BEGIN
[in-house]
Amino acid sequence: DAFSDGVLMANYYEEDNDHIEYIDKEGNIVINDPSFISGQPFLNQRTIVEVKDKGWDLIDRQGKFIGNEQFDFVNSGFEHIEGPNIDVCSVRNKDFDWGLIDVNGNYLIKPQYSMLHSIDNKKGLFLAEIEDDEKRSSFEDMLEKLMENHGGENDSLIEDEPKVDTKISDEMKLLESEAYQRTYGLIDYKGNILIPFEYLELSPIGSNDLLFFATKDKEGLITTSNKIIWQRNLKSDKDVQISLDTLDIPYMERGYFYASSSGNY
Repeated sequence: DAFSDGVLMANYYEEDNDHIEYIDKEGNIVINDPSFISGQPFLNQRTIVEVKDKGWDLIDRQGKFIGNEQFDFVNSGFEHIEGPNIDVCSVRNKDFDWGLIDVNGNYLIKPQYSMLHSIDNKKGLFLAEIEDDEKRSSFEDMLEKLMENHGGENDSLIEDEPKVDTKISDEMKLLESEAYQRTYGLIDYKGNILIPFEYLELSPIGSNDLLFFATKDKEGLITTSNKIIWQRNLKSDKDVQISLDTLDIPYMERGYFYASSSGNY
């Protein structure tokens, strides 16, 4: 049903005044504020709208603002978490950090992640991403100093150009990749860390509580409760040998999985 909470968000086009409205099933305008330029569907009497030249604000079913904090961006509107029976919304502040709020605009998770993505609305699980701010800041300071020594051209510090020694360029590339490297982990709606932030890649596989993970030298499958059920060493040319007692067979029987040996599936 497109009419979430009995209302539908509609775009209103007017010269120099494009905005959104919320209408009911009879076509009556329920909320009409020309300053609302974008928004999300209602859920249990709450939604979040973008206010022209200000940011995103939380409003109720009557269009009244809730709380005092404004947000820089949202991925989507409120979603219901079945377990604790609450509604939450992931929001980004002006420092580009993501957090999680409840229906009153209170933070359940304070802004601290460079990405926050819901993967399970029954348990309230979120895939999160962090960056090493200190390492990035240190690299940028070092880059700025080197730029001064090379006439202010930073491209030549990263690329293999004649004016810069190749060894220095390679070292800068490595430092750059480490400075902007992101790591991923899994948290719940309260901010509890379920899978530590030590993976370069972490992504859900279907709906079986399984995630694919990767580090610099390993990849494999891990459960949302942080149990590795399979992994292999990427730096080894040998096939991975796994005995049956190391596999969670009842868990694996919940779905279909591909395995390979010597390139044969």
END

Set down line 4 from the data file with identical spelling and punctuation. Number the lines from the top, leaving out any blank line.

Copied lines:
């Protein structure tokens, strides 16, 4: 049903005044504020709208603002978490950090992640991403100093150009990749860390509580409760040998999985 909470968000086009409205099933305008330029569907009497030249604000079913904090961006509107029976919304502040709020605009998770993505609305699980701010800041300071020594051209510090020694360029590339490297982990709606932030890649596989993970030298499958059920060493040319007692067979029987040996599936 497109009419979430009995209302539908509609775009209103007017010269120099494009905005959104919320209408009911009879076509009556329920909320009409020309300053609302974008928004999300209602859920249990709450939604979040973008206010022209200000940011995103939380409003109720009557269009009244809730709380005092404004947000820089949202991925989507409120979603219901079945377990604790609450509604939450992931929001980004002006420092580009993501957090999680409840229906009153209170933070359940304070802004601290460079990405926050819901993967399970029954348990309230979120895939999160962090960056090493200190390492990035240190690299940028070092880059700025080197730029001064090379006439202010930073491209030549990263690329293999004649004016810069190749060894220095390679070292800068490595430092750059480490400075902007992101790591991923899994948290719940309260901010509890379920899978530590030590993976370069972490992504859900279907709906079986399984995630694919990767580090610099390993990849494999891990459960949302942080149990590795399979992994292999990427730096080894040998096939991975796994005995049956190391596999969670009842868990694996919940779905279909591909395995390979010597390139044969």